Taboola script Diabled on 7th April on request Adpushup head code Diabled on 7th April on request

From listening to oral storytellers to 100 screens in France, Garo filmmaker Dominic Sangma's 100-foot journey

24 May, 2024 11:20 IST|Sakshi Post

New Delhi, May 24 (IANS) As a child, he would sit during chilly winter nights in Meghalaya with a bonfire in attendance and listen to oral storytellers who would mostly forget when dawn decided to yawn and make its presence felt.

They just needed to be given rolled-up tobacco, and some local alcohol to invoke tales of the jungles coming to life, its mysterious creatures, and spirits breaking into a trance. Filmmaker Dominic Sangha was not even 10 years old at that time. But he was convinced that stories would drive his life.

Cut to the present: Even as his Garo language film ‘Rapture’ is being screened at more than 100 cinema halls in France and garnering international acclaim, he almost whispers, “But it is still about storytelling during those misty nights, no?” says Sangmawhose father and grand-father were also oral storytellers.

Smiling that he is still in shock considering none of the distributors picked up ‘Rapture’ even after it won the Cultural Diversity Award at the 16th Asia Pacific Screen Awards and premiered at the prestigious Locarno Film Festival last year, he recalls, “We were so disappointed and convinced that all our efforts had gone waste,’ this pass-out from Satyajit Ray Film & Television Institute (SRFTII), Kolkata, tells IANS.

‘Rapture’, with a certain rhythm ‘guides’ the audiences into the soul of Meghalaya's Garo Hills, exploring the intricate interplay between gullibility and tolerance within a rural village. Part of a trilogy based on his memories in his village, which he remembers vividly, the film is the second part of his trilogy after ‘Ma. Ama’ made five years ago.

While 'Ma. Ama' was based on his family, 'Rapture' dwells on the memories of the people and the village where fiction also finds some space.

He admits that growing up in the village, some fears have not divorced him. “In that part of the country, there have been so many misunderstandings owing to the language barriers -- fear of strangers, child kidnappers etc. Well, the Church would preach -- 'there would be darkness for 40 days and 40 nights', etc. As a child, you may not completely understand many things going around you, but somewhere they did leave a scar, manufactured space for fear -- and I managed to deal with them through my art,” he says.

The break for ‘Rapture’ came when it was screened at the ‘The Three Continents Festival in Nantes in France.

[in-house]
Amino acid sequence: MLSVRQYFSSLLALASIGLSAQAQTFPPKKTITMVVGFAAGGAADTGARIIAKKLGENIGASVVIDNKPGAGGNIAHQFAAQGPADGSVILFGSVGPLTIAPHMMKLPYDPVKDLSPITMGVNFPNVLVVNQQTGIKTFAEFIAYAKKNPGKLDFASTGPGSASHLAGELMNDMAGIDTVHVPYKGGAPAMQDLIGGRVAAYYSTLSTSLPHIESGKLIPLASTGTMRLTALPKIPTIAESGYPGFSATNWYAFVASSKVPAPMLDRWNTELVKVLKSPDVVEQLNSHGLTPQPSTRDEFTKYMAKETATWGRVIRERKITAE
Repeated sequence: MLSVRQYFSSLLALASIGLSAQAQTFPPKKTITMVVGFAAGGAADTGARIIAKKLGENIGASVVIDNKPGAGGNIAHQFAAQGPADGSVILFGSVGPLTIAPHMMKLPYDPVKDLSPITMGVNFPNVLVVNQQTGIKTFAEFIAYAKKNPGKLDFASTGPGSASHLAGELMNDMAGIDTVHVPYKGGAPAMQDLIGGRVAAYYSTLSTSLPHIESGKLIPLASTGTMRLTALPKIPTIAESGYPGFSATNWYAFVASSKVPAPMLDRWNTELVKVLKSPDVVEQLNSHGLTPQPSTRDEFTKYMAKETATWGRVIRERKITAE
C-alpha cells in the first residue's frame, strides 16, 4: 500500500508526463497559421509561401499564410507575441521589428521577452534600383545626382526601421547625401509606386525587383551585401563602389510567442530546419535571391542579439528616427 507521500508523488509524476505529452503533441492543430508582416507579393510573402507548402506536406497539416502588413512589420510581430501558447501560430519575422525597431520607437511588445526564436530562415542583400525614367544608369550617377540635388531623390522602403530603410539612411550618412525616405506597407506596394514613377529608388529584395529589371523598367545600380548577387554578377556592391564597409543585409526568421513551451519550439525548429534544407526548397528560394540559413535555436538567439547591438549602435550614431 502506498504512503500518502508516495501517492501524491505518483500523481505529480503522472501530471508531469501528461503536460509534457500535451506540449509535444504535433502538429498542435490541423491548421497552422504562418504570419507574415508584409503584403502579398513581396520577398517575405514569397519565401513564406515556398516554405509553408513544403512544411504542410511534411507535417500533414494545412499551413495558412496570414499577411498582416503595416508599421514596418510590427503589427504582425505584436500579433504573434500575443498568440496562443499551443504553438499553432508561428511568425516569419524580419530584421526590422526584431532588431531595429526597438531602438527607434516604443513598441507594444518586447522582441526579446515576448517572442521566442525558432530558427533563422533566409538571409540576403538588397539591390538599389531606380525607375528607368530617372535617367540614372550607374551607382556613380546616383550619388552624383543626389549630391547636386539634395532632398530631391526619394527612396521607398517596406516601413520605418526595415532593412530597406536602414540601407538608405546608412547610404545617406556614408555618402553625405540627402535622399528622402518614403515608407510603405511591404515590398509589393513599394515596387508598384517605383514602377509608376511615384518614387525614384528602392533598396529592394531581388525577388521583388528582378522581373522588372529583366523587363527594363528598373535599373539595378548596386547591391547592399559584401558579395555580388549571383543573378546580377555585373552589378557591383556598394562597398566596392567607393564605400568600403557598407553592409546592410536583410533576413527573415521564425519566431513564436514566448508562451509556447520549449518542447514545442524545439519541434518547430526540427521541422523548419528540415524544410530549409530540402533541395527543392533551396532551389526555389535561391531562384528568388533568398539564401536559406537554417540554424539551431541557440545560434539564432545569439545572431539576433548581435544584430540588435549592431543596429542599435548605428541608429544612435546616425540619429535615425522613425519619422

“And we received an invitation from the prestigious ’Capricci’, a French independent arthouse company of film production, distribution and sales. They represent high-end films from all around the world. Frankly, we had not even approached them during Locarno. The moment the mail came, I realised the film had finally found its destiny now, its journey.”

Smiling that it is almost next to impossible for a film from the North East to get a theatrical release in India, he is pleased that it has been received well at over 50 festivals in India and abroad.

“The response from Indian critics has been overwhelming. ‘Rapture’ is now in the Indian top 10 of the International Film Critics Awards (FIPRESCI Prize).”

Looking forward to releasing it in Meghalaya first, the director, who after first seeing moving images on a television wrote ‘director’ on the back of his school chair, says that while the first part of the trilogy ‘Ma. Ama’ was about his family and what happened to it, ‘Rapture’ captures memories from his village and fear; and the third untitled one is about ‘beauty’.

When Sangma was making these films, he lived in Shillong and elsewhere, not his village, thus imparting himself a unique insider-outsider perspective.

“This helped me -- in fact, it is a theme I explore with my craft. You are born into rituals and traditions of the village, and when outside those atmospherics, you discern and distinguish yourself from that space and the way people there think.”

There was a time when he thought of moving to Mumbai, but decided against it. When he enrolled at SRFTII, he was bombarded with the work of masters, and a certain un-learning of the usual Mumbai cinema metaphors commenced.

“The great masters we were exposed to could summon beauty from such simple things of life, they could so effortlessly make us see life afresh. Realising that, I was convinced that I had to go back to my village and make a film that belongs to that land, those people, and make them relatable to the world,” he asserts.

For someone who made the first professional film in the Garo language ‘Echoes’, it is not surprising that some fantastic cinema made on a show-string budget is emerging from the North-East.

Directors like Rima Das, Pradip Kurbah, Bhaskar Hazarika and Haobam Paban Kumar are making extremely ‘rooted’ cinema which nevertheless finds resonance across the world.

“We are telling stories exclusive to our lands -- you cannot just take the template and set it somewhere else. Thus, people get to see something very original, an experience they have not known before.”

Now, Sangma is married and has made a house in his native village. Perhaps on a cold winter night, a lost oral storyteller will sit by the bonfire and tell enigmatic tales all night. Perhaps, that is one of the reasons Sangma wants to live there again...

Disclaimer: This story has not been edited by the Sakshi Post team and is auto-generated from syndicated feed.

whatsapp channel
Read More:
More News